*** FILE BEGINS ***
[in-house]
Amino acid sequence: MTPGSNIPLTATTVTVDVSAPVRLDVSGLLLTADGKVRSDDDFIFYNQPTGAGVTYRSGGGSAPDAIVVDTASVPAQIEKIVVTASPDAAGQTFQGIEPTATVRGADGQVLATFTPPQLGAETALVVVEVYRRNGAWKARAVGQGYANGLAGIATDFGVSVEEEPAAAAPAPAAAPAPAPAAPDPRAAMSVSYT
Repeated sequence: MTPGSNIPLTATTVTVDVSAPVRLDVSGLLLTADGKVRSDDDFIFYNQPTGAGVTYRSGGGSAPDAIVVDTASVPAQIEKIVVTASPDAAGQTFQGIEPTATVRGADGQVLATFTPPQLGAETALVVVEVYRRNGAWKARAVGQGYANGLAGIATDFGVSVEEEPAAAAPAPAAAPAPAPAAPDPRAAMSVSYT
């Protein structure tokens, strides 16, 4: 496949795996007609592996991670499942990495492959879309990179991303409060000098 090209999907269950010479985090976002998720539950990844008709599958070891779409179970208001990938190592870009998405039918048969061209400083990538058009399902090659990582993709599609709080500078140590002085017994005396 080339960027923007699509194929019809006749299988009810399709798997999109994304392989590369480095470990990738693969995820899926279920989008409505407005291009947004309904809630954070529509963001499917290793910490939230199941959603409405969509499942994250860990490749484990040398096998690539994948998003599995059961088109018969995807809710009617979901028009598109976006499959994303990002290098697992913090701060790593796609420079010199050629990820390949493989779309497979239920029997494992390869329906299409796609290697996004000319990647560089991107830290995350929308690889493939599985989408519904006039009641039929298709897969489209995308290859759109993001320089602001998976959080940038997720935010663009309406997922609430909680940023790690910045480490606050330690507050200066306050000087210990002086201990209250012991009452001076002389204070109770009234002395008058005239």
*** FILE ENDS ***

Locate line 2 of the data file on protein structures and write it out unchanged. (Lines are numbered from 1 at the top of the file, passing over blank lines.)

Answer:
Amino acid sequence: MTPGSNIPLTATTVTVDVSAPVRLDVSGLLLTADGKVRSDDDFIFYNQPTGAGVTYRSGGGSAPDAIVVDTASVPAQIEKIVVTASPDAAGQTFQGIEPTATVRGADGQVLATFTPPQLGAETALVVVEVYRRNGAWKARAVGQGYANGLAGIATDFGVSVEEEPAAAAPAPAAAPAPAPAAPDPRAAMSVSYT